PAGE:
Teaching, for me, is always a gift, as well as a calling. It has been a long, long journey to find myself in my current position as Director of the Center for the Arts and Religion at Wesley Theological Seminary, teaching courses at the intersection of art, culture, and worship. While there are frustrations and limitations to any job, my job is about as perfect as it gets. Whether I am in the classroom with twenty students, showing images and talking about the ways that the arts help us to know God and one another; leading a seminar on theological reflection in a congregational context; or counseling an individual student in my office, I am always aware that this is what I am meant to be doing. If call is defined as where one’s deepest joy meets the world’s great need, then it is clear that I am called to help people find their way to better understanding of their Christian heritage and to finding their own, true voice as leaders of the church, whether as pastors, teachers, counselors, artists, or in some other way. It is a great privilege, and a great joy, to have found a place where I am respected and employed as I attempt to follow the path the God has called me to walk.
From the Branches:
What unique perspective(s) can a Wesleyan lens bring to the arts in the Church and/or theological aesthetics?
Although my theological degrees are from Methodist schools, and I have been working in a United Methodist seminary for over twenty years, I am not, myself, a Wesleyan. Nonetheless, from such a long association with people who are passionate and committed to the Wesleyan perspective, I have come to a deep appreciation of John and Charles Wesley’s work and ideas. Every day on my way to my office I pass a cornerstone that says “Unite the pair so long disjoined: Knowledge and vital piety.” For me, that applies to bringing intellectual rigor not only to our understanding and experience of the divine, but also to our understanding and experience of the arts. Just as loving God can take us down some very strange and dangerous paths if that love is not informed by knowledge of the historical concerns and patterns of the church, so, too, an enthusiasm for the arts can lead us to embrace ideas and images that are antithetical to authentic Christian life.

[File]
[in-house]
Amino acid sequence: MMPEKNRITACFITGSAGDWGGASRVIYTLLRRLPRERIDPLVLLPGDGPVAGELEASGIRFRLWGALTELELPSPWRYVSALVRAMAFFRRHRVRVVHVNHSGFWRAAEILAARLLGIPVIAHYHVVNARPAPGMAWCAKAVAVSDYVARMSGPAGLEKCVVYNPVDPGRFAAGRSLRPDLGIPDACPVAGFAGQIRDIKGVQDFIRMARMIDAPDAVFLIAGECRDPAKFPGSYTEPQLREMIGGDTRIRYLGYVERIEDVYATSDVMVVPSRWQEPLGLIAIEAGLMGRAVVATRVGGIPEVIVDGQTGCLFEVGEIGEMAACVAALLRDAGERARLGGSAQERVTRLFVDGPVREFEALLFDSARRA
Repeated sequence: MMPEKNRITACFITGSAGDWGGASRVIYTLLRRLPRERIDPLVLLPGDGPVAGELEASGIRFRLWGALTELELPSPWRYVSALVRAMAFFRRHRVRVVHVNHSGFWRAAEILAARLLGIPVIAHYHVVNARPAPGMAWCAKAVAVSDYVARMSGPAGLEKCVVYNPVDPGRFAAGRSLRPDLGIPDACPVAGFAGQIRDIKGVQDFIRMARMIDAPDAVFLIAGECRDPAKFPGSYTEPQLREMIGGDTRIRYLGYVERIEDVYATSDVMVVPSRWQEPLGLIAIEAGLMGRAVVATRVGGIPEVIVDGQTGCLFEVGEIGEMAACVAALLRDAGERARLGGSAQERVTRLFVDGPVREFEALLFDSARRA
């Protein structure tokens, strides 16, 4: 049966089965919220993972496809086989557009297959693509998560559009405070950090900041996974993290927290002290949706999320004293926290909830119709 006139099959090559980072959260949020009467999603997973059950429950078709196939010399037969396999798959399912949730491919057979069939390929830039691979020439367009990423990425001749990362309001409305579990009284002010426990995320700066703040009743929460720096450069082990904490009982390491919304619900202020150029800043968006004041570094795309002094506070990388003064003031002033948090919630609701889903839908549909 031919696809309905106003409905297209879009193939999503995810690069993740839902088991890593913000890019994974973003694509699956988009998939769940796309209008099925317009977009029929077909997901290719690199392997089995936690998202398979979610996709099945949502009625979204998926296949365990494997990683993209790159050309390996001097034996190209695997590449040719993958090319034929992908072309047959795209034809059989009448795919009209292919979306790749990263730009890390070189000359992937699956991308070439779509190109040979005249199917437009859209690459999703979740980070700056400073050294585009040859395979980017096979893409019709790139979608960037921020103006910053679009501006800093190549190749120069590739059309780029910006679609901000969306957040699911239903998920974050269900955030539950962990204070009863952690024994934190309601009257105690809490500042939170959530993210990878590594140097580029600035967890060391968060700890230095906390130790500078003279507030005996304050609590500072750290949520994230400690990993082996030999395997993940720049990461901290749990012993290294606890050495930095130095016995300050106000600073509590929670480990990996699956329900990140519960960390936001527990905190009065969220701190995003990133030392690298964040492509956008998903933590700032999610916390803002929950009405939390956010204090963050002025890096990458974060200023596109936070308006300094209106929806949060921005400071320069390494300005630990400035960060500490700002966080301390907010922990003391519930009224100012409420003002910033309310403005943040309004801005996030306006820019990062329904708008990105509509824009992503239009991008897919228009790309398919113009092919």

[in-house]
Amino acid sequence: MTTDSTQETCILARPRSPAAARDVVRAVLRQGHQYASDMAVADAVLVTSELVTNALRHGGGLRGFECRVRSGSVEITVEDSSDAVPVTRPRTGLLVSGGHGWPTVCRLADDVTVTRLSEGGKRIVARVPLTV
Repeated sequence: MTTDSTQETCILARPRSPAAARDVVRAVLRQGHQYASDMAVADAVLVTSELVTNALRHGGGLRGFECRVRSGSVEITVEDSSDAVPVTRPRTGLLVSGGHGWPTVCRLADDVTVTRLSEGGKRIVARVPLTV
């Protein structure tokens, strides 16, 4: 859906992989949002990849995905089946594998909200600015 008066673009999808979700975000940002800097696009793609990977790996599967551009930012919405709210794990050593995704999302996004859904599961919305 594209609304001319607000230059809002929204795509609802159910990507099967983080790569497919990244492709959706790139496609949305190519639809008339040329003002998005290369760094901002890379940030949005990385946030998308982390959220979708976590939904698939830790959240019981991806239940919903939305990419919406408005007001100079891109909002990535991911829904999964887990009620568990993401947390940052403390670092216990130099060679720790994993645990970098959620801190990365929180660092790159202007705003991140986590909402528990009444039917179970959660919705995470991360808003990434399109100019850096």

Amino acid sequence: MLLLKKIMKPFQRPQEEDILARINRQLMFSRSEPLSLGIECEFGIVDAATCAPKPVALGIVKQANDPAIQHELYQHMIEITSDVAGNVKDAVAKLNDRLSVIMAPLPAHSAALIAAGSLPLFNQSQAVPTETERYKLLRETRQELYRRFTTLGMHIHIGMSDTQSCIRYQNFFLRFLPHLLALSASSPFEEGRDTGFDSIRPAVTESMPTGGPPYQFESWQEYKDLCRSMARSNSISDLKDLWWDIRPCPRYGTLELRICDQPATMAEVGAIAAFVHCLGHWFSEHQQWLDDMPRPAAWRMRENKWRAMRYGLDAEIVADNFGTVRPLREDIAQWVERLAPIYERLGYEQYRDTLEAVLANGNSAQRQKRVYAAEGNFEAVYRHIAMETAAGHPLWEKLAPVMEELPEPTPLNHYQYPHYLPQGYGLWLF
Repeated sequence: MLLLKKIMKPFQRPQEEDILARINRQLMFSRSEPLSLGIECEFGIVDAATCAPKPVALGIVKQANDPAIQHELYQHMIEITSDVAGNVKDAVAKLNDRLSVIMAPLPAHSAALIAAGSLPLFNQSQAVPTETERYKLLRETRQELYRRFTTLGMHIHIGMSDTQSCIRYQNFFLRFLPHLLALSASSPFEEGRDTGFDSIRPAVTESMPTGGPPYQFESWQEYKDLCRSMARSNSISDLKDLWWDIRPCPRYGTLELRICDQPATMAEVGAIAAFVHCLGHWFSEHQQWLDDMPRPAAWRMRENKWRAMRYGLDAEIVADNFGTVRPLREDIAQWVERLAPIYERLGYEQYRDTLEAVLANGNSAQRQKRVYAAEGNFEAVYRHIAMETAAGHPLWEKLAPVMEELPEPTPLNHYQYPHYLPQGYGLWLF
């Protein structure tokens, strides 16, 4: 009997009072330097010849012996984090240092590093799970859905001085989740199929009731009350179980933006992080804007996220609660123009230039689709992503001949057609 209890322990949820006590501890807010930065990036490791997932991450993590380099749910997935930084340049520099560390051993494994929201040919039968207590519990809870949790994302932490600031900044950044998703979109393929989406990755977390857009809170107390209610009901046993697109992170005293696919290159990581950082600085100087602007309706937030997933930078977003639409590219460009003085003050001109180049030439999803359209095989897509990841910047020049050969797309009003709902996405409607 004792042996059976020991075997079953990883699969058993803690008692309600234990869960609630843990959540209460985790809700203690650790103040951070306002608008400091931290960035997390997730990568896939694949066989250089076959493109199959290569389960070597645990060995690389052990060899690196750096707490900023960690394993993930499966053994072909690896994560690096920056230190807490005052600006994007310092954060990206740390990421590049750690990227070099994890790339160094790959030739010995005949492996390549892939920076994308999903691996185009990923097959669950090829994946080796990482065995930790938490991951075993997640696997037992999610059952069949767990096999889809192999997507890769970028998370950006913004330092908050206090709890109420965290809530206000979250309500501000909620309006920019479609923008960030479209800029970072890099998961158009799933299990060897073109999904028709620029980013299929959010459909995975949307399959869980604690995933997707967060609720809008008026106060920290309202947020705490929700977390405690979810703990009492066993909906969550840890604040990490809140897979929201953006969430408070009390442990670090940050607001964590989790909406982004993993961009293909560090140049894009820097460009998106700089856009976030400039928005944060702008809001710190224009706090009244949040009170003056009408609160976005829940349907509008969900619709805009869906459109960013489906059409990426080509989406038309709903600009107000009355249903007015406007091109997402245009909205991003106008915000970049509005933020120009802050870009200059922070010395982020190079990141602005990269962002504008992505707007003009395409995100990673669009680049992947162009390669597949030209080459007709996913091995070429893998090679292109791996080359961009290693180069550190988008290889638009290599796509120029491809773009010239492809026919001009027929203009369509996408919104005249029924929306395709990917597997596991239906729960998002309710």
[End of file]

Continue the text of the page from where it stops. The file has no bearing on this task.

For instance, too often Christians say that all art should beautiful or uplifting. What they often seem to mean is that it should be pretty, expressing only conventional ideas about the glory of God. It seems to me that a Wesleyan lens that stresses the importance of knowledge as well as piety would lead Christians who are committed to knowing the truth in other areas to learn and appreciate how the arts function in discovering and communicating the truth, even when it is uncomfortable or challenging. Just as conventional spiritual disciplines lead us to see uncomfortable truths about ourselves, the arts can hold up a mirror to our less desirable thoughts and actions, both as individuals and as a society, so that we can learn what is keeping us apart from God.
Read the second half of our interview with Deborah here. To register for the Sanctifying Art book study, facilitated by Shannon Sigler, click here. For information on Be A Disciple’s partnership with Wesley Theological Seminary, click here.
Deborah Sokolove is the Director of the Henry Luce III Center for the Arts and Religion and Associate Professor of Art and Worship at Wesley Theological Seminary. Deborah is a member of Seekers Church, a Christian Community in the Tradition of Church of the Saviour. She specializes in the intersection of liturgy, religion and the arts. She is on the Board of Directors of the Society for Art in Religious and Theological Studies, and has recently published Sanctifying Art: Inviting Conversation Between Artists, Theologians, and the Church. Read Deborah’s blog here.